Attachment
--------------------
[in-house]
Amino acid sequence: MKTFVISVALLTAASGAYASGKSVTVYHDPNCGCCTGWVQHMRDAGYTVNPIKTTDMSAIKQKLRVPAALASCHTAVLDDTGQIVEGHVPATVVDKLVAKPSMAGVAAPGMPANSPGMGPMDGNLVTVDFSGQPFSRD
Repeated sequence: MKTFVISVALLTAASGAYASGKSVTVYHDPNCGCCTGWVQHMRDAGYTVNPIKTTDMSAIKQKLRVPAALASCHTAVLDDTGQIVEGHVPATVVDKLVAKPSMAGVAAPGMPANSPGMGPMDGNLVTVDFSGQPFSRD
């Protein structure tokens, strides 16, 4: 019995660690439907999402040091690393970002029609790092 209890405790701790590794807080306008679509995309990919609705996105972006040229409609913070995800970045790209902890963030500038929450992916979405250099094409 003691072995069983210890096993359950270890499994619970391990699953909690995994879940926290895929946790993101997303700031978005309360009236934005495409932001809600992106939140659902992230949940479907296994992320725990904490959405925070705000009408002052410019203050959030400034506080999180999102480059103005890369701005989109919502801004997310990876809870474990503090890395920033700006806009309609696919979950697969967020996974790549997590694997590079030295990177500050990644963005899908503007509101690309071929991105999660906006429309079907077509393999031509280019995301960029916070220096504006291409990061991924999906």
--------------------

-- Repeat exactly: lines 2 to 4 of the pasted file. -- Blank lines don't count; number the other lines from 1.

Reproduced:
Amino acid sequence: MKTFVISVALLTAASGAYASGKSVTVYHDPNCGCCTGWVQHMRDAGYTVNPIKTTDMSAIKQKLRVPAALASCHTAVLDDTGQIVEGHVPATVVDKLVAKPSMAGVAAPGMPANSPGMGPMDGNLVTVDFSGQPFSRD
Repeated sequence: MKTFVISVALLTAASGAYASGKSVTVYHDPNCGCCTGWVQHMRDAGYTVNPIKTTDMSAIKQKLRVPAALASCHTAVLDDTGQIVEGHVPATVVDKLVAKPSMAGVAAPGMPANSPGMGPMDGNLVTVDFSGQPFSRD
């Protein structure tokens, strides 16, 4: 019995660690439907999402040091690393970002029609790092 209890405790701790590794807080306008679509995309990919609705996105972006040229409609913070995800970045790209902890963030500038929450992916979405250099094409 003691072995069983210890096993359950270890499994619970391990699953909690995994879940926290895929946790993101997303700031978005309360009236934005495409932001809600992106939140659902992230949940479907296994992320725990904490959405925070705000009408002052410019203050959030400034506080999180999102480059103005890369701005989109919502801004997310990876809870474990503090890395920033700006806009309609696919979950697969967020996974790549997590694997590079030295990177500050990644963005899908503007509101690309071929991105999660906006429309079907077509393999031509280019995301960029916070220096504006291409990061991924999906």